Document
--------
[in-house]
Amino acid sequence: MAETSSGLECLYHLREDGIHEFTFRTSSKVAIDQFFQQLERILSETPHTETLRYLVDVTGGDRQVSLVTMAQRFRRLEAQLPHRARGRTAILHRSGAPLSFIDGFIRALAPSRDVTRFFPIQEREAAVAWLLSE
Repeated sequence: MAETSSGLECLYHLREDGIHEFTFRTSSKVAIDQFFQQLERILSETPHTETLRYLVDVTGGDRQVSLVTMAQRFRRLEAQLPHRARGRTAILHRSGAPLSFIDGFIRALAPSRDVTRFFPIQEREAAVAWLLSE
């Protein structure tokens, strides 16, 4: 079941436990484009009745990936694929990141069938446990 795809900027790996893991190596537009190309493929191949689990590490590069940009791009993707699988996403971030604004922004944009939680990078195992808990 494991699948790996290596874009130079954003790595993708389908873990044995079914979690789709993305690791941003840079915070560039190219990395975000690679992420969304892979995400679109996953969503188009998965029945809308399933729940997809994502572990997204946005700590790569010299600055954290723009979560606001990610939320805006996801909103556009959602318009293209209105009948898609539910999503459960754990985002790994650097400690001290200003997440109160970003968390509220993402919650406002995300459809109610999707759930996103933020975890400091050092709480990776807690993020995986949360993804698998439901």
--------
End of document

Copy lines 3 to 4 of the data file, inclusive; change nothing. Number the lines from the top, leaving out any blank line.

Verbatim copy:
Repeated sequence: MAETSSGLECLYHLREDGIHEFTFRTSSKVAIDQFFQQLERILSETPHTETLRYLVDVTGGDRQVSLVTMAQRFRRLEAQLPHRARGRTAILHRSGAPLSFIDGFIRALAPSRDVTRFFPIQEREAAVAWLLSE
């Protein structure tokens, strides 16, 4: 079941436990484009009745990936694929990141069938446990 795809900027790996893991190596537009190309493929191949689990590490590069940009791009993707699988996403971030604004922004944009939680990078195992808990 494991699948790996290596874009130079954003790595993708389908873990044995079914979690789709993305690791941003840079915070560039190219990395975000690679992420969304892979995400679109996953969503188009998965029945809308399933729940997809994502572990997204946005700590790569010299600055954290723009979560606001990610939320805006996801909103556009959602318009293209209105009948898609539910999503459960754990985002790994650097400690001290200003997440109160970003968390509220993402919650406002995300459809109610999707759930996103933020975890400091050092709480990776807690993020995986949360993804698998439901």